In 2009, HTTP/1.1 was well over a decade old, and arguably still the most popular application protocol on the internet. Not only was it used for browsing the web, it was the go-to protocol for a multitude of other things. Its ease of use, broad implementation, and widely shared understanding by developers and operation engineers gave it huge advantages, and made it hard to replace. Some people were even starting to say that it formed a “second waist” for the classic hourglass model of the internet’s architecture.
However, HTTP was showing its age. The web had changed tremendously in its lifetime, and its demands strained the venerable protocol. Now loading a single web page often involved making hundreds of requests, and their collective overhead was slowing down the web. As a result, a whole cottage industry of Web Performance Optimization started forming to create workarounds.
These problems were seen clearly in the HTTP community, but we didn’t have the mandate to fix them; previous efforts like HTTP-NG had failed, and without strong support for a proposal from both web browsers and servers, it felt foolish to start a speculative effort. This was reflected in the HTTP working group’s charter at the time, which said:
The Working Group must not introduce a new version of HTTP and should not add new functionality to HTTP.
Instead, our mission was to clarify HTTP’s specification, and (at least for me) to rebuild a strong community of HTTP implementers.
That said, there was still interest in more efficient expressions of HTTP’s semantics, such as Roy Fielding’s WAKA proposal1 (which unfortunately has never been completed) and work on HTTP over SCTP2 (primarily at the University of Delaware).
Sometime after giving a talk at Google that touched on some of these topics, I got a note from Mike Belshe, asking if we could meet. Over dinner on Castro Street in Mountain View, he sketched out that Google was about to announce an HTTP replacement protocol called SPDY.
SPDY was different because Mike worked on the Chrome browser, and he was paired with Roberto Peon, who worked on GFE, Google’s frontend web server. Controlling both ends of the connection allowed them to iterate quickly, and testing the protocol on Google’s massive traffic allowed them to verify the design at scale.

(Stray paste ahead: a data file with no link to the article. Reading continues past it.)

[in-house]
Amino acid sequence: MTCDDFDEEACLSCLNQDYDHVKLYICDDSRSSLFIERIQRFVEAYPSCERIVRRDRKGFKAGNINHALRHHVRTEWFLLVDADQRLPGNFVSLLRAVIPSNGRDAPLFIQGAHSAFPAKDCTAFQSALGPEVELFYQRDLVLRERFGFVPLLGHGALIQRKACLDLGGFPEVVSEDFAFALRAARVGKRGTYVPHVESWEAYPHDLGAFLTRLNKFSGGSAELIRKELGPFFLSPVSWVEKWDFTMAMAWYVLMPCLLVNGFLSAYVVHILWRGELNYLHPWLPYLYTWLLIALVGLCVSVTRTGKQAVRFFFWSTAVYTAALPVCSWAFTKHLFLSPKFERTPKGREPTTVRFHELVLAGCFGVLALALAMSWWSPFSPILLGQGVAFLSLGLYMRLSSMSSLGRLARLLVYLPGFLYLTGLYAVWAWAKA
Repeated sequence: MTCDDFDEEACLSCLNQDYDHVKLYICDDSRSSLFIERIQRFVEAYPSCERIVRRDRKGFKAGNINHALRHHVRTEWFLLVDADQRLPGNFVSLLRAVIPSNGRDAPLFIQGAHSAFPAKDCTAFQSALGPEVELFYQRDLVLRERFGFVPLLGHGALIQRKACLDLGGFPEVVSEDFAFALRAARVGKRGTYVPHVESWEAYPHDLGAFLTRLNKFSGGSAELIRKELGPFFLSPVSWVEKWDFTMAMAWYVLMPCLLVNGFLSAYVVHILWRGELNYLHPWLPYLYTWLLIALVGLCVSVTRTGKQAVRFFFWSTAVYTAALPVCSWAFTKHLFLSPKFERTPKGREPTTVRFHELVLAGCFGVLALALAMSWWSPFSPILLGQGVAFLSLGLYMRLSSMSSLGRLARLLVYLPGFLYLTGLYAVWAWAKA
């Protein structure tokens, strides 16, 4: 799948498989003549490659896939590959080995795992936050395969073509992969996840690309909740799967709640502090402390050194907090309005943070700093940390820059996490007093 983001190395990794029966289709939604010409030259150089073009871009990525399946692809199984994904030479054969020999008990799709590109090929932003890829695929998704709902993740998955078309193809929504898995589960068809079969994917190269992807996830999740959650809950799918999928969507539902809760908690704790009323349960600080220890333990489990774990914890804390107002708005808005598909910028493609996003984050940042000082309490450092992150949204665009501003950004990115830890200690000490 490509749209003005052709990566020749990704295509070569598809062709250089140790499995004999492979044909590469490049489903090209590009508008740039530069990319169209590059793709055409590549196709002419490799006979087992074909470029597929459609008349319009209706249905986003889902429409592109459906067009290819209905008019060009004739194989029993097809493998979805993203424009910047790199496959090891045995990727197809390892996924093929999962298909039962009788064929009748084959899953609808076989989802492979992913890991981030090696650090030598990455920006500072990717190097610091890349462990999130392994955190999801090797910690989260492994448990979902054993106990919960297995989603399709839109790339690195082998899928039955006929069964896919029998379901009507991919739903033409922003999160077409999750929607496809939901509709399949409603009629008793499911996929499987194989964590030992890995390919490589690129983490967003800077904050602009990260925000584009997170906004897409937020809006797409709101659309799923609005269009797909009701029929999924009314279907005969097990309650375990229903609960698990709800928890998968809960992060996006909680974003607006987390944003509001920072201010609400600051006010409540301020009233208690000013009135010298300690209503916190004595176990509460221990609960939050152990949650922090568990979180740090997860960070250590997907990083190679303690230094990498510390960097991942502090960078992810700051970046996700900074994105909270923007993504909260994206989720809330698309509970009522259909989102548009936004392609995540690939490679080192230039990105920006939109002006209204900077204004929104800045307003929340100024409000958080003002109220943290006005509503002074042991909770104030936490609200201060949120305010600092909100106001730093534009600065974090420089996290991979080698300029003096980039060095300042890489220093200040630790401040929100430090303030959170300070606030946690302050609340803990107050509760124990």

I spent a lot of that dinner with a broad smile on my face. They were solving real problems, had running code and data from it. These are all things that the Internet Engineering Task Force (IETF) loves.
However, it wasn’t until 2012 that things really began to take off for SPDY; Firefox implemented the new protocol, followed by the Nginx server, followed by Akamai. Netcraft reported a surge in the number of sites supporting SPDY.
It was becoming obvious that there was broad interest in a new version of HTTP.
In October 2012, the HTTP working group was re-chartered to publish HTTP/2, using SPDY as a starting point. Over the next two years, representatives of various companies and open source projects met all over the world to talk about this new protocol, resolve issues, and assure that their implementations interoperated.
In that process, we had several disagreements and even controversies. However, I remain impressed by the professionalism, willingness to engage, and good faith demonstrated by everyone in the process; it was a remarkable group to work with.
For example, in a few cases it was agreed that moving forward was more important than one person’s argument carrying the day, so we made decisions by flipping a coin. While this might seem like madness to some, to me it demonstrates maturity and perspective that’s rare.
In December 2014, just 16 days over our chartered deadline (which is early, at least in standards work), we submitted HTTP/2 to the Internet Engineering Steering Group for approval.
The proof, as they say, is in the pudding; in the IETF’s case, “running code.” We quickly had that, with support in all of the major browsers, and multiple web servers, CDNs, and tools.
HTTP/2 is by no means perfect, but that was never our intent. While the immediate goal was to clear the cobwebs and improve web performance incrementally, the bigger goal was to “prime the pump” and assure that we could successfully introduce a new version of HTTP, so that the web doesn’t get stuck on an obsolete protocol.